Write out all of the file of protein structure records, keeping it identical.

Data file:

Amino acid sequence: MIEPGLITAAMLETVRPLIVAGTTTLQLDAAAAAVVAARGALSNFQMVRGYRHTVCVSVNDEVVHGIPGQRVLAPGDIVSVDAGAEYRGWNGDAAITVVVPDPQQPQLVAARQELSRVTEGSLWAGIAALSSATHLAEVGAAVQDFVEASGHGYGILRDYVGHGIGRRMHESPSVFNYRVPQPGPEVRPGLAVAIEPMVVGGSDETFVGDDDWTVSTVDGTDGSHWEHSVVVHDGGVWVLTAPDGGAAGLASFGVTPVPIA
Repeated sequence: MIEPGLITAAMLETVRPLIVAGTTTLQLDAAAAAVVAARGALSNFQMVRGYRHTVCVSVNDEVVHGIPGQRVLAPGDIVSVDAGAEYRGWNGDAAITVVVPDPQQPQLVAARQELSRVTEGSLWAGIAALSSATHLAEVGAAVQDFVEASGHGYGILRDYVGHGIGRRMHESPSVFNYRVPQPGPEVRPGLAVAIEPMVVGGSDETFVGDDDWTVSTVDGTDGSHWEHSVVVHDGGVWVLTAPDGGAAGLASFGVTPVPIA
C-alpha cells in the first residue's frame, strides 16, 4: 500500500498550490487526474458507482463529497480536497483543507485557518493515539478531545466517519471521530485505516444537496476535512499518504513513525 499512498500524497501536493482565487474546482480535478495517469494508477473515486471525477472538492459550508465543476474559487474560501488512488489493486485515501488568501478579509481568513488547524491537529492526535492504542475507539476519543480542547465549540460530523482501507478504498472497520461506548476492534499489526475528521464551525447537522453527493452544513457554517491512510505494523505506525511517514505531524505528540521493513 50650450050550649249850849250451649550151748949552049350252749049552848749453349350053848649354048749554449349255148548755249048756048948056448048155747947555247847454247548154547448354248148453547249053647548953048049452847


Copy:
Amino acid sequence: MIEPGLITAAMLETVRPLIVAGTTTLQLDAAAAAVVAARGALSNFQMVRGYRHTVCVSVNDEVVHGIPGQRVLAPGDIVSVDAGAEYRGWNGDAAITVVVPDPQQPQLVAARQELSRVTEGSLWAGIAALSSATHLAEVGAAVQDFVEASGHGYGILRDYVGHGIGRRMHESPSVFNYRVPQPGPEVRPGLAVAIEPMVVGGSDETFVGDDDWTVSTVDGTDGSHWEHSVVVHDGGVWVLTAPDGGAAGLASFGVTPVPIA
Repeated sequence: MIEPGLITAAMLETVRPLIVAGTTTLQLDAAAAAVVAARGALSNFQMVRGYRHTVCVSVNDEVVHGIPGQRVLAPGDIVSVDAGAEYRGWNGDAAITVVVPDPQQPQLVAARQELSRVTEGSLWAGIAALSSATHLAEVGAAVQDFVEASGHGYGILRDYVGHGIGRRMHESPSVFNYRVPQPGPEVRPGLAVAIEPMVVGGSDETFVGDDDWTVSTVDGTDGSHWEHSVVVHDGGVWVLTAPDGGAAGLASFGVTPVPIA
C-alpha cells in the first residue's frame, strides 16, 4: 500500500498550490487526474458507482463529497480536497483543507485557518493515539478531545466517519471521530485505516444537496476535512499518504513513525 499512498500524497501536493482565487474546482480535478495517469494508477473515486471525477472538492459550508465543476474559487474560501488512488489493486485515501488568501478579509481568513488547524491537529492526535492504542475507539476519543480542547465549540460530523482501507478504498472497520461506548476492534499489526475528521464551525447537522453527493452544513457554517491512510505494523505506525511517514505531524505528540521493513 50650450050550649249850849250451649550151748949552049350252749049552848749453349350053848649354048749554449349255148548755249048756048948056448048155747947555247847454247548154547448354248148453547249053647548953048049452847